I often use "in this context" to refer to a situation where some expressions could be used. I found lots of people use the expression. I also found lots of people use "on context".

I've gone through the page of definition of "context" on Cambridge Dictionary. There is no item similar to "on context".

I guess some of hits on Google Ngram might be part of "depend on context", but I don't know how to verify that suspect.

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So, is it grammatical to say "on context"? If yes, what's the meaning?


I assume most answerers on ELL are native English speakers. Therefor, their answers might could be taken as examples, here is one of them

Notice that the people who generally speak such sentences in American movies are those who are marginalized, most often without an education and/or proper and systematic knowledge of English.

I hope I have answered your question on context and interpretation

Another example

The answer is "yes," but your question is woefully short on context, so, unless one is familiar with research publications and conference proceedings, the meaning you suggest wouldn't necessarily be the first that comes to mind.

  • Do you have even a single example of a native speaker using on context instead of in context? I leafed through the first couple of pages of written instances from your NGram, but found nothing relevant. Commented Mar 11, 2020 at 15:13
  • Heh heh. "Top knot come down!" teamfishhooks.com/top-knot-come-down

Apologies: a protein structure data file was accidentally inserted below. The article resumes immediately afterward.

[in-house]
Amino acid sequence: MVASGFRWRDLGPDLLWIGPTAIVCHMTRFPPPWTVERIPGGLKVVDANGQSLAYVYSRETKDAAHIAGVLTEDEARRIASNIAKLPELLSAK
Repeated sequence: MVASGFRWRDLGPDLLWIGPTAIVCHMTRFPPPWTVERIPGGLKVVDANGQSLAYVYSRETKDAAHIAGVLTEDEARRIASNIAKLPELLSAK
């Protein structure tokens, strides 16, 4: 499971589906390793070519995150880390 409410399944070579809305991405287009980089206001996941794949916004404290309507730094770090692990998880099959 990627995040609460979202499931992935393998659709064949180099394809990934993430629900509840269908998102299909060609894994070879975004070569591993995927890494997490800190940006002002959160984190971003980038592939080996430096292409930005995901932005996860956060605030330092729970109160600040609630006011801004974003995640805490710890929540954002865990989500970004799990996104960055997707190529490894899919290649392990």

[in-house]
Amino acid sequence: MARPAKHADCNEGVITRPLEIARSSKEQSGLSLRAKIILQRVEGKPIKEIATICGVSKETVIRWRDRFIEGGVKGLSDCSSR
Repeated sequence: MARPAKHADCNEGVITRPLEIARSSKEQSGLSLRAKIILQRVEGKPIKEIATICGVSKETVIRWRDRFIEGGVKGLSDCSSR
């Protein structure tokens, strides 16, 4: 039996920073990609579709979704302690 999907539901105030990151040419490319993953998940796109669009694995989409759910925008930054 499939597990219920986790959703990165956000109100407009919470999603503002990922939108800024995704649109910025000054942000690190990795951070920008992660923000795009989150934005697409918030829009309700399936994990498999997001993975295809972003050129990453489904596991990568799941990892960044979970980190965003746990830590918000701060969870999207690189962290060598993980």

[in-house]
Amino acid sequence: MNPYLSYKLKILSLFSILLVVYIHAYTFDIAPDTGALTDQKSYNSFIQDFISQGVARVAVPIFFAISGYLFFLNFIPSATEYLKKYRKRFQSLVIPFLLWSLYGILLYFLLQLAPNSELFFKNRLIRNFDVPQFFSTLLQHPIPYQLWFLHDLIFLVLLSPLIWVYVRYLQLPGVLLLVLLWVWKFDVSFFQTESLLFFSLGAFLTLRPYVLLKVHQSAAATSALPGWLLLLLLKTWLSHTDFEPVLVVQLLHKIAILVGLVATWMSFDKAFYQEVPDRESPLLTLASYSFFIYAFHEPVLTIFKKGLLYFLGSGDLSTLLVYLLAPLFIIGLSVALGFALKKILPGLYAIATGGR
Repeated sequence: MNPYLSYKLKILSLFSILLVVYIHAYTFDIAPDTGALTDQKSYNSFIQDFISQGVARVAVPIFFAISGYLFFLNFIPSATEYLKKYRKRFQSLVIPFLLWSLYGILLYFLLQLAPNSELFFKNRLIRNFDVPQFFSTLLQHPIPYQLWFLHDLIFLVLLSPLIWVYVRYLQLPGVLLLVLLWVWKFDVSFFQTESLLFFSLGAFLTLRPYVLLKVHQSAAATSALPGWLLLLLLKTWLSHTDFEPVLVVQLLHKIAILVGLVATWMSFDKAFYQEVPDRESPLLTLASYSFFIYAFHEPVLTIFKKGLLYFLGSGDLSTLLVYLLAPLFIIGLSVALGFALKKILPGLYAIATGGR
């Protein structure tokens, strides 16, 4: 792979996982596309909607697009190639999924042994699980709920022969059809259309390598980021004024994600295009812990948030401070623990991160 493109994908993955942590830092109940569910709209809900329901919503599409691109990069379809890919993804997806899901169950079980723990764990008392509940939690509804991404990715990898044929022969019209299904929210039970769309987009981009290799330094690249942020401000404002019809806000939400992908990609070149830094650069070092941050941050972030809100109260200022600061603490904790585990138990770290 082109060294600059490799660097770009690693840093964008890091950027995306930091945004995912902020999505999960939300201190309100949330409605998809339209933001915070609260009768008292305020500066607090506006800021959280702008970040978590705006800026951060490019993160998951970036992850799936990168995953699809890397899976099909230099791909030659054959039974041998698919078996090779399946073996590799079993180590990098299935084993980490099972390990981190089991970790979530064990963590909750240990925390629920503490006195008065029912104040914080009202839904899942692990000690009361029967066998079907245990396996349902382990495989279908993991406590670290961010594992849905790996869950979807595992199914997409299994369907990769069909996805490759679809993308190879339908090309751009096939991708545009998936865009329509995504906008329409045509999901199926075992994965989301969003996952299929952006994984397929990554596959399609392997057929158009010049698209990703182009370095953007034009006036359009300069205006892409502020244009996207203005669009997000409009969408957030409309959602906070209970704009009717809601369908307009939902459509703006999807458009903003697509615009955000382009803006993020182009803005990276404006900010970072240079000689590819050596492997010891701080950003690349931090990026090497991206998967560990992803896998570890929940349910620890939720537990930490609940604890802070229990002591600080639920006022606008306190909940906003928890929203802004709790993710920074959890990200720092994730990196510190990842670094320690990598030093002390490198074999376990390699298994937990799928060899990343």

– puppetsock
    Commented Mar 11, 2020 at 15:44

2 Answers 2


No, if you hear "on context" either you've misheard or the speaker has made an error. "Context" is like a location; something can be in/within context, or out of/without context, but "on context" makes no sense. Since "in" and "on" sound somewhat similar, most English speakers would just assume that they misheard the word "in" if someone said "on context", because "in context" is the correct preposition for that word.

A lot of the examples you linked to use "depending on context", in which case "depending on" is the operative phrase and context can be replaced by almost anything.

  • I've updated my question just now, would you please take a loot at that?
    – WXJ96163
    Commented Mar 11, 2020 at 22:12
  • @WXJ96163 User James K.'s answer below covers the new examples in your question.
    – user45266
    Commented Mar 12, 2020 at 0:50

The two examples that you give differ.

In the first example the structure is "a question on X", were X = "context and interpretation". Here the "on" means "concerning". You can put almost anything for X, for example

What do squirrels eat?' is a question on squirrels.

The second example has the phrasal "short on X", meaning "not enough X". You can say

We are short on coffee, can you go to the shops and buy some more.

So while phrases with "on context" exist, there is no particular phrase "on context". On the other hand "in context" does exist.

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